Place the filling right at the top. This is the tricky part as too little of the filling means all you'll get in your mouth is the crispy wrapper. Conversely, too much will make it difficult to shape the triangles as the filling will ooze out. I would put at least 1 tablespoon full if you can manage it. This part gets easier with practice!
Watch The Video!
Start folding the samosas into a triangle as shown in the video above. The first few may not be perfect but you'll get the hang of it in no time!
Frying The Easy Potato Samosas
Once your samosas are ready you can fry them immediately or freeze them for later use (discussed below). Make sure your oil is well heated, or your samosas will be soggy. The filling is cooked already so all you need to do is get the dough crispy. By the time this happens the filling will be hot and perfect!
Dipping the samosas in a chutney is a must! My favorite one for the samosas is a tamarind chutney with a green coconut chutney coming in at a close second! My husband likes ketchup with his samosas so if you're not in the mood to make a chutney then give that a try!
Freezing The samosas
I usually make a batch of samosas and freeze them. My kids love to eat them after school as a quick snack. Once the samosas are ready, lay them flat on a baking sheet (no overlapping). If they don't fit in one layer, place foil over your first layer and lay the rest out in a second layer.
Freeze these overnight and then put them in a ziplock bag for easy storage. This method ensures that each samosa is separate. If you end up having to pull them apart the wrapper will rip and tear, causing problems during the frying.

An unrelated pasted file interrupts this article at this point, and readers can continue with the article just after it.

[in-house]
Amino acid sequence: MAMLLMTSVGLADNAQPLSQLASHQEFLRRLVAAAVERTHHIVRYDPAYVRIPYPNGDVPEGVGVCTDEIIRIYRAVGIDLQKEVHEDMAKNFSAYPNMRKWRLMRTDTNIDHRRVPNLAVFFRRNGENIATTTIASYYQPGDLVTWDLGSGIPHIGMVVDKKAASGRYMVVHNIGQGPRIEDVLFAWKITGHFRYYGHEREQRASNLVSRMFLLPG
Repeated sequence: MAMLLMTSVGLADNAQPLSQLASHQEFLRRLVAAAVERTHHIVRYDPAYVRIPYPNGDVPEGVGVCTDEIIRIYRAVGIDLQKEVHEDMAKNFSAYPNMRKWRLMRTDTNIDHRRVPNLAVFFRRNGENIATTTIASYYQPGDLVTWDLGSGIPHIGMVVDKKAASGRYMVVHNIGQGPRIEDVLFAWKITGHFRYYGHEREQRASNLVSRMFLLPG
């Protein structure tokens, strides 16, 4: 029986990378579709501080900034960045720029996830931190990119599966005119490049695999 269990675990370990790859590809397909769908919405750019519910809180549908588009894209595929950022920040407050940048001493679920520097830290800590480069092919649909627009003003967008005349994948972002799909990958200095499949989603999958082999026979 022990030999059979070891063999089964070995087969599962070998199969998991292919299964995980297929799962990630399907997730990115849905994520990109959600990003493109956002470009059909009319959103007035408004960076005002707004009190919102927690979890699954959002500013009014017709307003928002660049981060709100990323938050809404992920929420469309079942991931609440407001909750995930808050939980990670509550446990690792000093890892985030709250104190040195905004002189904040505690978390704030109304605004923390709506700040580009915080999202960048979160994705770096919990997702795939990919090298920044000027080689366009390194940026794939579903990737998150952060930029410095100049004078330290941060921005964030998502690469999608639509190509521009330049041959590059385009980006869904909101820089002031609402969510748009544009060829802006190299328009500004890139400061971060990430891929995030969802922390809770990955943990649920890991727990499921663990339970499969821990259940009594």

I fry my samosas straight from the freezer. In the time that it takes the oil to heat up, they thaw just enough for the filling to heat up. If you thaw them completely, the wrapper will get soggy and be difficult to handle.
Easy Potato Samosa Recipe
- Cutting Board
- Cooking Spoon
- potato masher
- Frying Pan
- 2 potatoes
- 2 tsp salt
- 2 tsp red chili powder (SEE NOTES)
- 1 tsp white cumin seeds
- ¼ cup chopped cilantro
- 2 tbsp flour
- ¼ cup water
- 10 square spring roll wraps
- 1 cup cooking oil
- Boil, peel and mash the potatoes
- Mix the salt, red chili powder, white cumin seeds and cilantro with the mashed potatoes
- Cut the square spring roll wrappers in half to make 20 rectangular strips
- Make a paste of the flour and water and set aside for later
- Place 1-2 tablespoons of the potato filling at the top of each strip
- Fold into a tight triangle, making sure the potato filling is nicely tucked in and there are no gaps or holes in the wrapper (SEE NOTES)
- Use the flour paste to seal the open side and to glue down any loose flaps (SEE NOTES)
- Preheat the oil and fry the samosas till they are a nice golden brown (SEE NOTES)
- These samosas are on the spicy side. If you're not used to very spicy food i would recommend cutting the red chili powder in half.
- Making the triangles is easy but making sure there are no holes or gaps is essential. If the wrappers are not tightly sealed, oil pours in through the gaps and makes the filling oily and the samosas greasy and soggy.
- Practice makes perfect and you'll get better at making the samosas as you go along. But in the event that there are gaps, use the flour paste to seal them.
- The oil must be well heated before you start frying as this helps make the samosas crispier.
Alternate Cooking Methods For The Samosas
I personally love to fry my samosas but recently tried making them in an air fryer. In all honesty they were pretty good and the calories are drastically less. If frying isn't your thing you can try one of the two methods below:
- Preheat your oven to 350 degrees
- Brush the samosas generously with oil on both sides
- Place on a cookie sheet and bake for 15 minutes, flipping halfway through.
- Preheat the air fryer at 350 degrees for 5 minutes.
- Brush the samosas generously with oil on both sides.
- Air Fry for 10 minutes, flipping halfway through.
I would keep some oil and a basting brush on hand with both methods. The wrappers absorb a lot of oil as they cook and you may need to brush some on periodically to prevent the samosas from being too dry.